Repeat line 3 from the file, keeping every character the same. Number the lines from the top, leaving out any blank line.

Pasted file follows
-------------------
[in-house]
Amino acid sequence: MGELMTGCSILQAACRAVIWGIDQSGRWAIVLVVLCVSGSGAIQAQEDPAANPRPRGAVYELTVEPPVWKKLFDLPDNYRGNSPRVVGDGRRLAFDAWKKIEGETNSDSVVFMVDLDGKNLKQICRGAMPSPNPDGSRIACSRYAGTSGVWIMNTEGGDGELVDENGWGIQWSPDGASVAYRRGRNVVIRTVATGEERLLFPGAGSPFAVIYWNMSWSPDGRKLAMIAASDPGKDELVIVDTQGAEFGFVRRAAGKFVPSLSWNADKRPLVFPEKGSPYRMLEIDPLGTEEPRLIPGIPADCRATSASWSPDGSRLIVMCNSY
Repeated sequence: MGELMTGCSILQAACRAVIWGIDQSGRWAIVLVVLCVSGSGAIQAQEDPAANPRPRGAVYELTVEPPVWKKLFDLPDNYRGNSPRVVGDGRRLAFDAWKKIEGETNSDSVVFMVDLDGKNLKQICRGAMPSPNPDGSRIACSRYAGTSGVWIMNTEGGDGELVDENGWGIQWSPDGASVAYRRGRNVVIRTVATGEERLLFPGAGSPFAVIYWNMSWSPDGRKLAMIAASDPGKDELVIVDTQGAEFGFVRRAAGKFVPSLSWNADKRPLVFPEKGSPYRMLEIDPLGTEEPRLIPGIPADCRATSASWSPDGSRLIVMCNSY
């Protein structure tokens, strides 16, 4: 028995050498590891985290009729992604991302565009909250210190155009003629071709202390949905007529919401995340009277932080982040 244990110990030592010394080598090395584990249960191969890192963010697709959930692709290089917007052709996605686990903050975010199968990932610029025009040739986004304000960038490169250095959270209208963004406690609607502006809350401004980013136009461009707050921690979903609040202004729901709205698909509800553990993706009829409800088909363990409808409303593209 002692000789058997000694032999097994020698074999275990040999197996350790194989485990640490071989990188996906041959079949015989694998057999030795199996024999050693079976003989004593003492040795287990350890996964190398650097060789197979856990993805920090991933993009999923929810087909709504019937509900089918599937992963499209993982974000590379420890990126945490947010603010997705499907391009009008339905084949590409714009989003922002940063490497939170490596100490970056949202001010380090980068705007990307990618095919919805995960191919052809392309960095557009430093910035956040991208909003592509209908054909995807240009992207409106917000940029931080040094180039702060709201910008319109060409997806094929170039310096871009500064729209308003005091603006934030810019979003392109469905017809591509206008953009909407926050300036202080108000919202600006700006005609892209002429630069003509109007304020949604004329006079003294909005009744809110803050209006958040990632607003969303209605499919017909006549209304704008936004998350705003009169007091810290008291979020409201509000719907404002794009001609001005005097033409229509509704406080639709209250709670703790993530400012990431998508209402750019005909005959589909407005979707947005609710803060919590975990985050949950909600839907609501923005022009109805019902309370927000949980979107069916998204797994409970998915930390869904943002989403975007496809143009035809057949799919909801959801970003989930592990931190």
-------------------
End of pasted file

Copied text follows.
Repeated sequence: MGELMTGCSILQAACRAVIWGIDQSGRWAIVLVVLCVSGSGAIQAQEDPAANPRPRGAVYELTVEPPVWKKLFDLPDNYRGNSPRVVGDGRRLAFDAWKKIEGETNSDSVVFMVDLDGKNLKQICRGAMPSPNPDGSRIACSRYAGTSGVWIMNTEGGDGELVDENGWGIQWSPDGASVAYRRGRNVVIRTVATGEERLLFPGAGSPFAVIYWNMSWSPDGRKLAMIAASDPGKDELVIVDTQGAEFGFVRRAAGKFVPSLSWNADKRPLVFPEKGSPYRMLEIDPLGTEEPRLIPGIPADCRATSASWSPDGSRLIVMCNSY